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Author Topic: Printing Color versus B/W  (Read 2057 times)
Kevin Sholder
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« on: July 27, 2013, 04:21:10 PM »
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I've been printing from Lightroom 4 / 5 since earlier this year when I got an Epson R3000 printer.  My screen, camera and printer are all profiled using the X-Rite Passport / ColorMunki.  My problem is that my color prints look nice based on what is on the screen and the custom profile for the printer, but my B/W images always need some adjustment for brightness in the print module, as much as +40.

What can I do differently or better so that I don't have this kind of difference when I go print?

Thanks,
Kevin
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Kevin Sholder
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« Reply #1 on: July 27, 2013, 10:30:17 PM »
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Since I originally posted this I've gone back to do some more testing and finding that all prints need +40 or +50 in brightness to look good and match my display, not just the B/W as I indicated above.  So what kind of adjustment do I need to make and where do I begin.

Sorry for the confusion!!

Kevin
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Rand47
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« Reply #2 on: July 27, 2013, 10:53:28 PM »
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Since I originally posted this I've gone back to do some more testing and finding that all prints need +40 or +50 in brightness to look good and match my display, not just the B/W as I indicated above.  So what kind of adjustment do I need to make and where do I begin.

Sorry for the confusion!!

Kevin

You may be the rare person who actually needs to increase the luminance value when you profile your monitor!
What is the current value?

Rand
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Mac Mahon
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« Reply #3 on: July 28, 2013, 12:39:45 AM »
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Kevin

Have you read this http://www.luminous-landscape.com/tutorials/why_are_my_prints_too_dark.shtml ?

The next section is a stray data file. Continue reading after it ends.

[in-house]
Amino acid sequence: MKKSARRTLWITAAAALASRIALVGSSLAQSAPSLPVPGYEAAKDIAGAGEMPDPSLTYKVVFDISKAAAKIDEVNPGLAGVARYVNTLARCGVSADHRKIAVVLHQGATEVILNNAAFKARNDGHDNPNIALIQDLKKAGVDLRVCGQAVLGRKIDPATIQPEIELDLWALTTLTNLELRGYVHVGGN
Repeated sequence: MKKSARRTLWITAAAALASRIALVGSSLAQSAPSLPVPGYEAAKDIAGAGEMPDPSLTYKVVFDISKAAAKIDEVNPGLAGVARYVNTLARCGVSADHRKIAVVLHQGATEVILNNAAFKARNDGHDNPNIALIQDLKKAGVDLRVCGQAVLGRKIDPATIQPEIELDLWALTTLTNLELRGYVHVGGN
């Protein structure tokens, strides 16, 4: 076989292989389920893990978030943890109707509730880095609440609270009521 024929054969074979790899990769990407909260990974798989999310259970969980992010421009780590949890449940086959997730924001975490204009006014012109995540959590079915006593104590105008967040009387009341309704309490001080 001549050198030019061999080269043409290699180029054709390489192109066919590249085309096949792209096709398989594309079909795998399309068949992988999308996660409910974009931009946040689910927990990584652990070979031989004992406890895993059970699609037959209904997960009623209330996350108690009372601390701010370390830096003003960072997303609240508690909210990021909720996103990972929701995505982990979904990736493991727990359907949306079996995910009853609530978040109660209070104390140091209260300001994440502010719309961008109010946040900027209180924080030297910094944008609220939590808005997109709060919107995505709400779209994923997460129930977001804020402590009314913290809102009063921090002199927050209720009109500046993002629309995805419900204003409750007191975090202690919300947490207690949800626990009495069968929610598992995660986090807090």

Cheers

Tim
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PhotoEcosse
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« Reply #4 on: July 28, 2013, 06:25:36 AM »
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Like you, I use an Epson R3000 printer which I find to be absolutely superb for black and white.

For colour prints, I use profiles produced by the ColorMunki for each paper type that I frequently use. That works well.

For black and white prints, however, I found that using ColorMunki profiles (or, indeed, the profiles supplied by paper manufacturers) was either unnecessary or, in some cases, counter-productive.

What I have found is that using both types of paper that I routinely use for black and white printing - Fotospeed Platinum Baryta and Ilford Gold Mono Silk - I get absolutely fabulous prints using Epson's own Advanced B&W setting.

Set Lightroom to allow the printer to manage the printing, open Page Setup, in the Print Setup window click on Properties, set paper type to Epson Premium Luster (sic), Color to Advanced B&W Photo, Print Quality to Max Quality and Mode to Neutral.

Bob's your uncle.

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Steve House
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« Reply #5 on: July 28, 2013, 07:33:28 AM »
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You may be the rare person who actually needs to increase the luminance value when you profile your monitor!
What is the current value?

Rand